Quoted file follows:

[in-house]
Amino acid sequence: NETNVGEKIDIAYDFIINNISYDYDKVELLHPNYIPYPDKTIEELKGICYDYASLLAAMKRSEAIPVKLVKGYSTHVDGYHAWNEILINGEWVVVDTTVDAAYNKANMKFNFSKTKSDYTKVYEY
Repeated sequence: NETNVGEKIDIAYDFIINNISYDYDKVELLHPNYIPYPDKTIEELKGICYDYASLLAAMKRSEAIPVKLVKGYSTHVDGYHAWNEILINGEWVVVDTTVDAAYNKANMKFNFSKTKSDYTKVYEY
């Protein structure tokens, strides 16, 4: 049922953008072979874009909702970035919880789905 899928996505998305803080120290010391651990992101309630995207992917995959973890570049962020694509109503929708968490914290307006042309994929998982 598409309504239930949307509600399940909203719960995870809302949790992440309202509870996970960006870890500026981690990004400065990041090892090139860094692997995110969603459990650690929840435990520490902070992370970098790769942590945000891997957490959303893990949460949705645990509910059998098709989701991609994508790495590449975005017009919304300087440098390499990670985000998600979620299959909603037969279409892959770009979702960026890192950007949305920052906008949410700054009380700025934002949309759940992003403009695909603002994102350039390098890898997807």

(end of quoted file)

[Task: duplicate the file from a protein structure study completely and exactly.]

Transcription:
[in-house]
Amino acid sequence: NETNVGEKIDIAYDFIINNISYDYDKVELLHPNYIPYPDKTIEELKGICYDYASLLAAMKRSEAIPVKLVKGYSTHVDGYHAWNEILINGEWVVVDTTVDAAYNKANMKFNFSKTKSDYTKVYEY
Repeated sequence: NETNVGEKIDIAYDFIINNISYDYDKVELLHPNYIPYPDKTIEELKGICYDYASLLAAMKRSEAIPVKLVKGYSTHVDGYHAWNEILINGEWVVVDTTVDAAYNKANMKFNFSKTKSDYTKVYEY
């Protein structure tokens, strides 16, 4: 049922953008072979874009909702970035919880789905 899928996505998305803080120290010391651990992101309630995207992917995959973890570049962020694509109503929708968490914290307006042309994929998982 598409309504239930949307509600399940909203719960995870809302949790992440309202509870996970960006870890500026981690990004400065990041090892090139860094692997995110969603459990650690929840435990520490902070992370970098790769942590945000891997957490959303893990949460949705645990509910059998098709989701991609994508790495590449975005017009919304300087440098390499990670985000998600979620299959909603037969279409892959770009979702960026890192950007949305920052906008949410700054009380700025934002949309759940992003403009695909603002994102350039390098890898997807």